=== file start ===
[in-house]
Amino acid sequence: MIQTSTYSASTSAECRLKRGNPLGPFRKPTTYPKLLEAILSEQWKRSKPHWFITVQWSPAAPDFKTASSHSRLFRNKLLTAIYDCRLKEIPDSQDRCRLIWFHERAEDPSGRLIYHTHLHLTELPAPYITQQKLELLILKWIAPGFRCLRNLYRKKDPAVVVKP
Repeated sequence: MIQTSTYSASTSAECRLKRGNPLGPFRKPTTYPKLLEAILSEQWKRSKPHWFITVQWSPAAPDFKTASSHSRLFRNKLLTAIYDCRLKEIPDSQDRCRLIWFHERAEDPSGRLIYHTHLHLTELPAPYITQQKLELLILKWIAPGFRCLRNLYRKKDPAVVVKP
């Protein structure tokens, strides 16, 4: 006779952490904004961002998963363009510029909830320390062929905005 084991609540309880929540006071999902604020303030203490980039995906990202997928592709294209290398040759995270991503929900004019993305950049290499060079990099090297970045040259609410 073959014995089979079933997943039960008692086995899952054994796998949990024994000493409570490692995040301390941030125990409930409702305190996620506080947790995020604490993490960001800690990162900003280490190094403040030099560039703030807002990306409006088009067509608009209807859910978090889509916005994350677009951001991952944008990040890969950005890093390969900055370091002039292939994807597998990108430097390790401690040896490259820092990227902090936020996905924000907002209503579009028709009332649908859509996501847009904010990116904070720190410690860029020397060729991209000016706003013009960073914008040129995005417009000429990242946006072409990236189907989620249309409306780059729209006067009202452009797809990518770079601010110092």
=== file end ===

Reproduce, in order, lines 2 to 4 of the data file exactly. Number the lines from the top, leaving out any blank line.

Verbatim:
Amino acid sequence: MIQTSTYSASTSAECRLKRGNPLGPFRKPTTYPKLLEAILSEQWKRSKPHWFITVQWSPAAPDFKTASSHSRLFRNKLLTAIYDCRLKEIPDSQDRCRLIWFHERAEDPSGRLIYHTHLHLTELPAPYITQQKLELLILKWIAPGFRCLRNLYRKKDPAVVVKP
Repeated sequence: MIQTSTYSASTSAECRLKRGNPLGPFRKPTTYPKLLEAILSEQWKRSKPHWFITVQWSPAAPDFKTASSHSRLFRNKLLTAIYDCRLKEIPDSQDRCRLIWFHERAEDPSGRLIYHTHLHLTELPAPYITQQKLELLILKWIAPGFRCLRNLYRKKDPAVVVKP
């Protein structure tokens, strides 16, 4: 006779952490904004961002998963363009510029909830320390062929905005 084991609540309880929540006071999902604020303030203490980039995906990202997928592709294209290398040759995270991503929900004019993305950049290499060079990099090297970045040259609410 073959014995089979079933997943039960008692086995899952054994796998949990024994000493409570490692995040301390941030125990409930409702305190996620506080947790995020604490993490960001800690990162900003280490190094403040030099560039703030807002990306409006088009067509608009209807859910978090889509916005994350677009951001991952944008990040890969950005890093390969900055370091002039292939994807597998990108430097390790401690040896490259820092990227902090936020996905924000907002209503579009028709009332649908859509996501847009904010990116904070720190410690860029020397060729991209000016706003013009960073914008040129995005417009000429990242946006072409990236189907989620249309409306780059729209006067009202452009797809990518770079601010110092």